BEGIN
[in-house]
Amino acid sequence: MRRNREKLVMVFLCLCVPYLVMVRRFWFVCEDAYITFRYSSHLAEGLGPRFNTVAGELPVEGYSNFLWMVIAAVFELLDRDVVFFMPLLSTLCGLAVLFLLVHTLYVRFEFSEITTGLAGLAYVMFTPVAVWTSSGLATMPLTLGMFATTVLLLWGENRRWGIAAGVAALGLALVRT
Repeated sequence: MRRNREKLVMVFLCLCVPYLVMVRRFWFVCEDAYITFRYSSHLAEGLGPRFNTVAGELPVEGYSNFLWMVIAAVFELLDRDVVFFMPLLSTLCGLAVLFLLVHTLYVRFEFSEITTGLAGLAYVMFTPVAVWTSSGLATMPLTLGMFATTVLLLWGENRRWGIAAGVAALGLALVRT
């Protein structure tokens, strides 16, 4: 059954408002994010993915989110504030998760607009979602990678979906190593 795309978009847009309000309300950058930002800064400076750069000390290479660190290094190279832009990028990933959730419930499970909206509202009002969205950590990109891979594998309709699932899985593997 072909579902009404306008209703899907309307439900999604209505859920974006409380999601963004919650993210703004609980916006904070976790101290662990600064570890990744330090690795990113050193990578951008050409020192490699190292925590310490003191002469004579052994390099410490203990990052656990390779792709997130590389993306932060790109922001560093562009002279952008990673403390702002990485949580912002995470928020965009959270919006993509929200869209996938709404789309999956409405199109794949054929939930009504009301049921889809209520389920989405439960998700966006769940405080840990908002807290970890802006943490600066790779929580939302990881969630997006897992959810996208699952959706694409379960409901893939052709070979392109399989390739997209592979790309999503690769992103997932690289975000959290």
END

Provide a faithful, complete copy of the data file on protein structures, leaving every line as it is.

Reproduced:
[in-house]
Amino acid sequence: MRRNREKLVMVFLCLCVPYLVMVRRFWFVCEDAYITFRYSSHLAEGLGPRFNTVAGELPVEGYSNFLWMVIAAVFELLDRDVVFFMPLLSTLCGLAVLFLLVHTLYVRFEFSEITTGLAGLAYVMFTPVAVWTSSGLATMPLTLGMFATTVLLLWGENRRWGIAAGVAALGLALVRT
Repeated sequence: MRRNREKLVMVFLCLCVPYLVMVRRFWFVCEDAYITFRYSSHLAEGLGPRFNTVAGELPVEGYSNFLWMVIAAVFELLDRDVVFFMPLLSTLCGLAVLFLLVHTLYVRFEFSEITTGLAGLAYVMFTPVAVWTSSGLATMPLTLGMFATTVLLLWGENRRWGIAAGVAALGLALVRT
């Protein structure tokens, strides 16, 4: 059954408002994010993915989110504030998760607009979602990678979906190593 795309978009847009309000309300950058930002800064400076750069000390290479660190290094190279832009990028990933959730419930499970909206509202009002969205950590990109891979594998309709699932899985593997 072909579902009404306008209703899907309307439900999604209505859920974006409380999601963004919650993210703004609980916006904070976790101290662990600064570890990744330090690795990113050193990578951008050409020192490699190292925590310490003191002469004579052994390099410490203990990052656990390779792709997130590389993306932060790109922001560093562009002279952008990673403390702002990485949580912002995470928020965009959270919006993509929200869209996938709404789309999956409405199109794949054929939930009504009301049921889809209520389920989405439960998700966006769940405080840990908002807290970890802006943490600066790779929580939302990881969630997006897992959810996208699952959706694409379960409901893939052709070979392109399989390739997209592979790309999503690769992103997932690289975000959290």